– I actually began using spectroscopy to study plants – how to separate out extracts and pigments.
After completion of his master degree in Bergen he went on to Copenhagen as a doctoral student in 2010. Three years later he had gained his doctorate in analytical chemistry. Immediately after completing his PhD, the talented scientist was appointed to a postdoc role at the University of Copenhagen. However, his desire to progress meant he would rather work on a project that he himself had initiated. Funded by a Danish research institute, he took up a position at the National Institute of Health in Baltimore, Maryland. And there the research project that has now been awarded funding was born.
However, Sileshi Wubshet wanted to return to Norway – for a very specific reason. During his stay in Bergen he met his Norwegian girlfriend; she too originally from Ethiopia. When a vacancy arose in Nofima’s raw materials and process optimisation department in 2015, the job was as perfect for him as he was for Nofima.
Things fell into place beautifully: in December last year he was given the Young Research Talents grant, and in February Sileshi and his girlfriend Betty became parents to a little girl.
The health aspects of food
The project he is about to embark on will run for three years. The funding is worth almost NOK 7 million. In July he will begin work on the project in earnest. The talented young scientist is now in a position to recruit a postdoc to the project. Also part of his team are experienced Nofima researchers Nils Kristian Afseth og Sven H. Knudsen. Contacts and resources from his study days are also on board. Partners on the project include the University of Copenhagen and the National Institute of Health in Baltimore. Industry players TINE and Norilia are also involved in what is described as market-driven project with a significant research height.
– To be able to work with the health aspects surrounding food gives me a good perspective on what I’m doing at Nofima. I can see the potential of by-products in terms of health. The big challenge is how to identify the bioactives – the beneficial components – in by-products from chicken abattoirs and dairies. The material is rather complex, says the scientist.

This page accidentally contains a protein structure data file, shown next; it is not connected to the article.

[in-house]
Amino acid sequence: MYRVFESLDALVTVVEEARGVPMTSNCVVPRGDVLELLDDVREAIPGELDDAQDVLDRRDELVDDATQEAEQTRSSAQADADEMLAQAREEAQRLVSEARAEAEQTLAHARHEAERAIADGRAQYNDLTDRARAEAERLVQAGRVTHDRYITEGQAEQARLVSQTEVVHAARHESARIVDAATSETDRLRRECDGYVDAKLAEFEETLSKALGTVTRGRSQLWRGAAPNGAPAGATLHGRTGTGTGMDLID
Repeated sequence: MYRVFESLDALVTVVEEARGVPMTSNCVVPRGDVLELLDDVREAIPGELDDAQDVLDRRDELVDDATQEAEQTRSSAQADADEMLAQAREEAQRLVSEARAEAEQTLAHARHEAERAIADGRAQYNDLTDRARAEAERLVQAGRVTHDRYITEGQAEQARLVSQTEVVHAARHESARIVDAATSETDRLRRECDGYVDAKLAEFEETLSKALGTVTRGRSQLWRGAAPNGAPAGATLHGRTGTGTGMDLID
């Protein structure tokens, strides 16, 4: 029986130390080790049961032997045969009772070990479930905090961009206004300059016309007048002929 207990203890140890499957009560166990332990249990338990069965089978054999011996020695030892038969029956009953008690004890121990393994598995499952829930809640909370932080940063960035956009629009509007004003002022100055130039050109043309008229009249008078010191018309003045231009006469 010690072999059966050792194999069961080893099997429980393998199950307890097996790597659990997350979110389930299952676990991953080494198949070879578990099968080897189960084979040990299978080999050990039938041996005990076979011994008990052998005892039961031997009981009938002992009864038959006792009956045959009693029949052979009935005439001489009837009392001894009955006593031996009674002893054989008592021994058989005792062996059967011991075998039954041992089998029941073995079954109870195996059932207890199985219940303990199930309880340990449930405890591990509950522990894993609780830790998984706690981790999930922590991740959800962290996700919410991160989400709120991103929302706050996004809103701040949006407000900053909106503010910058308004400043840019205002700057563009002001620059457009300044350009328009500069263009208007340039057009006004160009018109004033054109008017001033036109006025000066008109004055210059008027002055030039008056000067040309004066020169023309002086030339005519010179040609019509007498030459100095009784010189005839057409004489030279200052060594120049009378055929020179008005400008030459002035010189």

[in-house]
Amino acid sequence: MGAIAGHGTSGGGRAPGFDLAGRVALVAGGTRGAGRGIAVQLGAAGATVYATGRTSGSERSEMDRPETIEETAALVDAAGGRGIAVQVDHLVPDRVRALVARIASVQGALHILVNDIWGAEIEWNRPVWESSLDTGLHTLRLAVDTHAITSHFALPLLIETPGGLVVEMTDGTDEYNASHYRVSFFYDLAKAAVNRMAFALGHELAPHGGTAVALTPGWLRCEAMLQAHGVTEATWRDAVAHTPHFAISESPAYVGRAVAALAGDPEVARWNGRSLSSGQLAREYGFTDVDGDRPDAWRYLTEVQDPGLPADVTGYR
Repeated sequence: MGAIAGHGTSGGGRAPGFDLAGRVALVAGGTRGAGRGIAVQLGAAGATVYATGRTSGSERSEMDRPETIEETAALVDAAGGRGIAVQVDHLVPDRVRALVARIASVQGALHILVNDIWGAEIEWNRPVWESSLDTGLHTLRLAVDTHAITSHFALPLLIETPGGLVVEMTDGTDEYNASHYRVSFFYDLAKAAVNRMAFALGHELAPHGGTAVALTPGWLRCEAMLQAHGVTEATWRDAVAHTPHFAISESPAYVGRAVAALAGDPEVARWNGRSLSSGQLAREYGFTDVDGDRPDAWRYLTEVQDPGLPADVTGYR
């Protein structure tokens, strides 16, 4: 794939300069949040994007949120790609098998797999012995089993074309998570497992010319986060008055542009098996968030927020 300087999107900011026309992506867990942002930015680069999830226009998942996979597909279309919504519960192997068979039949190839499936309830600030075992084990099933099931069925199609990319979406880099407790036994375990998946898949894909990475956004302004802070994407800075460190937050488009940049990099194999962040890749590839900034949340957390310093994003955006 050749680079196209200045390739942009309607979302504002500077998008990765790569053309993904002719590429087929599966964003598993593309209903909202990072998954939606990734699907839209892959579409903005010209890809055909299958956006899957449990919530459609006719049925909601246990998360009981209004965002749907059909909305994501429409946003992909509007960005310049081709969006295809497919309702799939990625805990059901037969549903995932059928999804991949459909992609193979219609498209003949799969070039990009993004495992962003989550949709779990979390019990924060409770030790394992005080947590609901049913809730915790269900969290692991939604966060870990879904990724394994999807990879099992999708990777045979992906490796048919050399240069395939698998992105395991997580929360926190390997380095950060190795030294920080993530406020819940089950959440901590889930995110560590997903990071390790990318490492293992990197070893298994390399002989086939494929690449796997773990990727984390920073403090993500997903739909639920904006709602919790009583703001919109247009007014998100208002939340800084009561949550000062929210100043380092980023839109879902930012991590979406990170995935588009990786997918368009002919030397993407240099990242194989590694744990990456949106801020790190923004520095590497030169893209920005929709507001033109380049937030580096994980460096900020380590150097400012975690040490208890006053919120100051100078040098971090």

He is now working to combine his knowledge of spectroscopy, chromatography and analytical chemistry to design analytical technology to allow him to identify these valuable peptides in by-products. The ultimate aim? To create a research platform for analysis within the relevant specialisms.
A broad platform
Exactly why he and his project were successful in the tough competition, Sileshi Gizachew Wubshet cannot say for certain.
– But personally I’m pleased that I’ve been given the opportunity to spend time in different laboratories, each with its different culture and different way of thinking. Different people and environments have given me a broad platform from which to approach my research, and they have enabled me to learn about both spectroscopic and chemical analysis. I’ve been working with both plants and animal by-products. And I’ve also taken a pharmaceutical approach, smiles the affable young scientist.
– Where do you see yourself in ten years’ time?
– I see myself as an established scientist – hopefully with an international reputation. For me, Nofima is a good place to work and the right place for me because I’m able to build both expertise and networks. I get to work in academia but also in partnership with industry, says Sileshi Gizachew Wubshet enthusiastically.
A lucky man
Jens Petter Wold, Sven H. Knutsen and Nils Kristian Afseth are established researchers at Nofima and Sileshi Wubshet’s partners on the analytical project due to get underway. And he is grateful for their involvement.
– It is they who have encouraged me to do this. Without such good and motivational colleagues I wouldn’t have known that I could apply for this grant. I’m a lucky man, he insists.